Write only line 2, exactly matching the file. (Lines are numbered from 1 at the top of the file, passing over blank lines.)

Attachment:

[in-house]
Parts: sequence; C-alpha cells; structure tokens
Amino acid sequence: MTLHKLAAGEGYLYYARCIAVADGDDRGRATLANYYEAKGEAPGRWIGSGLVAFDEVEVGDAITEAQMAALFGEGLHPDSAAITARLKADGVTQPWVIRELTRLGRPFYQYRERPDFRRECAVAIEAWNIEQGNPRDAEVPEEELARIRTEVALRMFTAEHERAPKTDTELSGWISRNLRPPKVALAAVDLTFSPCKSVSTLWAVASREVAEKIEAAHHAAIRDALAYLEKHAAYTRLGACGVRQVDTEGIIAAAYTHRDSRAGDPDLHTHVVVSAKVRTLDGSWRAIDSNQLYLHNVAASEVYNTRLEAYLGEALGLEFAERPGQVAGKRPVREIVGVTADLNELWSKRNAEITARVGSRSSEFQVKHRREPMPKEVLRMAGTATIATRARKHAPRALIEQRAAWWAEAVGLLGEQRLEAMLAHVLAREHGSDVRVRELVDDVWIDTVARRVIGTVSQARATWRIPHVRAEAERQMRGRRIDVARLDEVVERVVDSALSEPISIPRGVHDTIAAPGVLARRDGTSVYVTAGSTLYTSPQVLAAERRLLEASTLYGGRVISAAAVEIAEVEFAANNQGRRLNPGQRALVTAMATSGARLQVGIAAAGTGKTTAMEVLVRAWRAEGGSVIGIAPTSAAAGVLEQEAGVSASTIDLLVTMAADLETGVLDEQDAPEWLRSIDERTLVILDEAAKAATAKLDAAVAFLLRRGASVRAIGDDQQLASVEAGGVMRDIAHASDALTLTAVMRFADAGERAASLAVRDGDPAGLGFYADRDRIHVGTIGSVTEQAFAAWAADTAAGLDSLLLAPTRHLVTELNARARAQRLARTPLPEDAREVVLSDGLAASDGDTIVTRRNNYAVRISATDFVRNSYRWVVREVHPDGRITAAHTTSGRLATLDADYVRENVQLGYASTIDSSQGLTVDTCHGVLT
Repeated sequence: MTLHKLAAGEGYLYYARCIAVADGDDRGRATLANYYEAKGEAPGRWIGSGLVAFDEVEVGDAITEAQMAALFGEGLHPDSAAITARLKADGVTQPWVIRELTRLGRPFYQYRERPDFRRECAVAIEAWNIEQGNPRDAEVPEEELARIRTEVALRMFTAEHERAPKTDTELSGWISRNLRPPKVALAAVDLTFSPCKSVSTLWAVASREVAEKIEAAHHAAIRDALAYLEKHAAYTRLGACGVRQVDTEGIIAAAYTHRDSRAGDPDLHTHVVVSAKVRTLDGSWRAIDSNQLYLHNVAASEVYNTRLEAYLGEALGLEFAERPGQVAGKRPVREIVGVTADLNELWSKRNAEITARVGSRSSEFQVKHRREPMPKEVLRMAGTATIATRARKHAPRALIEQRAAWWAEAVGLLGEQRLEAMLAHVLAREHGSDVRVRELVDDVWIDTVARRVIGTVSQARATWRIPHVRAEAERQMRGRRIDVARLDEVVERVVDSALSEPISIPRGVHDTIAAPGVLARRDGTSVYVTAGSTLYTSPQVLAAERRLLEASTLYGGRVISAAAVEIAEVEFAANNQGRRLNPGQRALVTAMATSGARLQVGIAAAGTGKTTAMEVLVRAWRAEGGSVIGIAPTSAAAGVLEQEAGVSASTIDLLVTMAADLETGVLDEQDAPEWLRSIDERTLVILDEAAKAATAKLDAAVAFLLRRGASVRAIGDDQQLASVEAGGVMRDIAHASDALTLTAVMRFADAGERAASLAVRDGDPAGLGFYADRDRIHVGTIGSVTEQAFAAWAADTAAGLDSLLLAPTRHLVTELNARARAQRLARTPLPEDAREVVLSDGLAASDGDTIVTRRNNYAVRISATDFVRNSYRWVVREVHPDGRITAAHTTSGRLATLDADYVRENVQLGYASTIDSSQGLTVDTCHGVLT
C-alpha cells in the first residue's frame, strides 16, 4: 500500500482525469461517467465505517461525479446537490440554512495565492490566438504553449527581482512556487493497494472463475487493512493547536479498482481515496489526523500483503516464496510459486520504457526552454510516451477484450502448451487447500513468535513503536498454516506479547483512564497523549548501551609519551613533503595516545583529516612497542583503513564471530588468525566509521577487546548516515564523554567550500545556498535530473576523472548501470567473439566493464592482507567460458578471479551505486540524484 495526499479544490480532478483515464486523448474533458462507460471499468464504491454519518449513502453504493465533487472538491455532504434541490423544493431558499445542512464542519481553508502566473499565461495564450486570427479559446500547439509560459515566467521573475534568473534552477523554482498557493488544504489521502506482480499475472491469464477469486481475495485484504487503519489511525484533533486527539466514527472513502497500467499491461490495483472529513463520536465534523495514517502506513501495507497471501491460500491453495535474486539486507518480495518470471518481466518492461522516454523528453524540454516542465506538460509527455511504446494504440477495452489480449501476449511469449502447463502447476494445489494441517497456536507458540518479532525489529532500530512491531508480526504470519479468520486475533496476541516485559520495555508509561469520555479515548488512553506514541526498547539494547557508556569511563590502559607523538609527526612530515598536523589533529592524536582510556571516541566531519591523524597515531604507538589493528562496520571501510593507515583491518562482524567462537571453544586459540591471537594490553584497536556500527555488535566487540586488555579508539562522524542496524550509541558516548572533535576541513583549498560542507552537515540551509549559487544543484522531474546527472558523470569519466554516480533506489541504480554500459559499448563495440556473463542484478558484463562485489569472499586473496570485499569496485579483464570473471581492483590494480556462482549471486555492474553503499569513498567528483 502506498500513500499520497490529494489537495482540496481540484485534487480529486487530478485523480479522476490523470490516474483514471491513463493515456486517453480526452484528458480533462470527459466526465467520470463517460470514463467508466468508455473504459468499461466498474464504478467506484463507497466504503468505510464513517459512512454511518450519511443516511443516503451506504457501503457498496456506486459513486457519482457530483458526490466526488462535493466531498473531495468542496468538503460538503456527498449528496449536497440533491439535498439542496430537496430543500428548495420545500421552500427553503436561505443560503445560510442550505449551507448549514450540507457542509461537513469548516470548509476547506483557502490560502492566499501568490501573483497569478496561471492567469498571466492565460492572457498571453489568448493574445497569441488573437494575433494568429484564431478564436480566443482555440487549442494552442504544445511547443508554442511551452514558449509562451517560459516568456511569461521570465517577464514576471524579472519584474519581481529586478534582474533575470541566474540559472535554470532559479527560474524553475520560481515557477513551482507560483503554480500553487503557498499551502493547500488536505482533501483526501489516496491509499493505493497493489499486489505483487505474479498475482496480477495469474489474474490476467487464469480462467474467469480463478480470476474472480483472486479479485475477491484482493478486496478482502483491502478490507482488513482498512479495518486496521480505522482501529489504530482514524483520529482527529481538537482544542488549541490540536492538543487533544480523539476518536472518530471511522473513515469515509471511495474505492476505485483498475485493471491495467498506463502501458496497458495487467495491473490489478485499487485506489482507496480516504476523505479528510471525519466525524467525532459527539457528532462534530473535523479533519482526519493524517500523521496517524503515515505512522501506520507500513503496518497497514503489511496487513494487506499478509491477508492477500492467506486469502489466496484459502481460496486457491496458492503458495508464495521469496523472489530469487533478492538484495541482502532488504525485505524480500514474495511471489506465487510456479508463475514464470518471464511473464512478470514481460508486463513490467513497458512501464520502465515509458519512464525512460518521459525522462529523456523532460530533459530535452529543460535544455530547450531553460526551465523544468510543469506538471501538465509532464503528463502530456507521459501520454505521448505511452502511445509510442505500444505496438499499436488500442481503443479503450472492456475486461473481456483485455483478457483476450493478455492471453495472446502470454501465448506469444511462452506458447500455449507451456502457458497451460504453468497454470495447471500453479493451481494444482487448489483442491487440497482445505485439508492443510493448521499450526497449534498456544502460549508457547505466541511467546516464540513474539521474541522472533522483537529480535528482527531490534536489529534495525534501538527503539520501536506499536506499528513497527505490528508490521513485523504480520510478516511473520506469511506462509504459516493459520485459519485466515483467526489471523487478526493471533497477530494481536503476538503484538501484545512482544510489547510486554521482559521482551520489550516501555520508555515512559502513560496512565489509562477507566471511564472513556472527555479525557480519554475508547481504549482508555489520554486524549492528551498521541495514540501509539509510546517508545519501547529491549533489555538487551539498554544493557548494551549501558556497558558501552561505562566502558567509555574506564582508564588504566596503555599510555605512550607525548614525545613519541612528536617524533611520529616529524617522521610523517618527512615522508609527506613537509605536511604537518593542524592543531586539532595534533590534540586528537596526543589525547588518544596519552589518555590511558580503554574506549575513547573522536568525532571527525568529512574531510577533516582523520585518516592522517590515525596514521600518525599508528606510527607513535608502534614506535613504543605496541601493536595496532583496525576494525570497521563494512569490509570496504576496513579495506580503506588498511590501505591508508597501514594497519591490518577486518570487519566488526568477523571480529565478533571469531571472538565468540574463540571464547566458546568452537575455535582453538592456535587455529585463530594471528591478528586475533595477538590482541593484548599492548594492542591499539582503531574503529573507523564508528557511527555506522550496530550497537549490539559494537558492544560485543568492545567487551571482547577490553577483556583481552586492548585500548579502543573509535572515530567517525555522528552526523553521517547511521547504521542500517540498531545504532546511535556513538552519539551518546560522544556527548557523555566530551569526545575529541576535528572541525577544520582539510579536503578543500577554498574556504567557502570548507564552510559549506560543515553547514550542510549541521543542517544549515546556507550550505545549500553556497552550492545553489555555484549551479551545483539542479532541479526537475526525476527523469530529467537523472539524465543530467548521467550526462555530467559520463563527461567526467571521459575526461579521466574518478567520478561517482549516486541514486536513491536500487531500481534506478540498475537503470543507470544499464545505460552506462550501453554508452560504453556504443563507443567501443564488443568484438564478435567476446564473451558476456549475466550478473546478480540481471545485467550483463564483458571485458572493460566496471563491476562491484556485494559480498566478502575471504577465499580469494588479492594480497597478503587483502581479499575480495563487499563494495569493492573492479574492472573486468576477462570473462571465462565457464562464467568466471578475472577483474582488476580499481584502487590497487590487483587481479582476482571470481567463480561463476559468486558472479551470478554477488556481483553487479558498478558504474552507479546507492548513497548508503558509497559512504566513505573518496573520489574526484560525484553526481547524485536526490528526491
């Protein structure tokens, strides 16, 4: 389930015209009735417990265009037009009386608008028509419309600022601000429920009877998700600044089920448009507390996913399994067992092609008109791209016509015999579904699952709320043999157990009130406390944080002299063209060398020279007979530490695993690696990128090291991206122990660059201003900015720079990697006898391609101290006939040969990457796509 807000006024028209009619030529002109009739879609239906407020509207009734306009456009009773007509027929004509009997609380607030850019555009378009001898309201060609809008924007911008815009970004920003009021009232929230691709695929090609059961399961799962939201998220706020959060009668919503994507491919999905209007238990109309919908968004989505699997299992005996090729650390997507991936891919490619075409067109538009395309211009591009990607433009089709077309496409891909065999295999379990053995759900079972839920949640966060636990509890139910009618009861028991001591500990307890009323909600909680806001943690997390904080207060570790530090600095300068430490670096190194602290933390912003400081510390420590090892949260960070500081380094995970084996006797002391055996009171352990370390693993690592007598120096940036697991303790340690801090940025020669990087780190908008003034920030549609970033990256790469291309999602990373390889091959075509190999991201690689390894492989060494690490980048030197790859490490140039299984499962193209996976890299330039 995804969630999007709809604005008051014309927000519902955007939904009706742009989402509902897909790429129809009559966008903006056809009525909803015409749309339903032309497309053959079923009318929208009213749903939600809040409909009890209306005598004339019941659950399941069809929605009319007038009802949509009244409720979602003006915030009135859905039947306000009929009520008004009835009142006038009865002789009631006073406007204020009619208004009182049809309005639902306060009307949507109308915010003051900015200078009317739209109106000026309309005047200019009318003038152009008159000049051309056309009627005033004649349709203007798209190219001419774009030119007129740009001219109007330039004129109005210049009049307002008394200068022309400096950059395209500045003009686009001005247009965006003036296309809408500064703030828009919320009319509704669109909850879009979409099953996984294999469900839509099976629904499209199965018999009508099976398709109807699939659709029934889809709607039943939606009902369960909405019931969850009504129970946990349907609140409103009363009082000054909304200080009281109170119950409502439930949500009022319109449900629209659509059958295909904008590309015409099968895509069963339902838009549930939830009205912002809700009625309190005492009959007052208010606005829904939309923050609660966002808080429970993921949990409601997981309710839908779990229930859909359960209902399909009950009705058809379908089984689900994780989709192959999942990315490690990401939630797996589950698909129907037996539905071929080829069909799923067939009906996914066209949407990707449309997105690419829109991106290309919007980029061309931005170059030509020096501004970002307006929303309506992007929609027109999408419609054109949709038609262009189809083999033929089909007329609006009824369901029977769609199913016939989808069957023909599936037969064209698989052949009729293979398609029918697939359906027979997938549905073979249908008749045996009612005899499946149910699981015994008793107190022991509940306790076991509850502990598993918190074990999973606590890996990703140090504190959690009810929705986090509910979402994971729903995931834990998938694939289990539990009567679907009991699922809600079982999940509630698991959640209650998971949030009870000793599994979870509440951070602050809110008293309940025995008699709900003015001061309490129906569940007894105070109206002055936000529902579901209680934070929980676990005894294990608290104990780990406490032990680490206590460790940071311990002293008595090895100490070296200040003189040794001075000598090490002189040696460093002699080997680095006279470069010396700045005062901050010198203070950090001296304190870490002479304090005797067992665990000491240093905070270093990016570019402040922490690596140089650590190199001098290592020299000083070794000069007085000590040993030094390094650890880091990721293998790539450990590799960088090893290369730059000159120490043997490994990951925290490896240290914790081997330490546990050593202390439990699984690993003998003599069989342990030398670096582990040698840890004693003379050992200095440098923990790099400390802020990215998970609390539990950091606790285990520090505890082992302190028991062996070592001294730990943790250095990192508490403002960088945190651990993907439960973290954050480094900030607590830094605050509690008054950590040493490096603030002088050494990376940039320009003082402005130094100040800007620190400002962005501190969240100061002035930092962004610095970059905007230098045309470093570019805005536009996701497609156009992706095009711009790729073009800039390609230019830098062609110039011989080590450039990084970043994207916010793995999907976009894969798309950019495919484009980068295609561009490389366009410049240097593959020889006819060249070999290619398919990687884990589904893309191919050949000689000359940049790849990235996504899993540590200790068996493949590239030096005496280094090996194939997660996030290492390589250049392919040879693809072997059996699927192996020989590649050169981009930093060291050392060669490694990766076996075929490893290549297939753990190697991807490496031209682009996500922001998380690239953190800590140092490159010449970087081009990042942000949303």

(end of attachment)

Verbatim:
Parts: sequence; C-alpha cells; structure tokens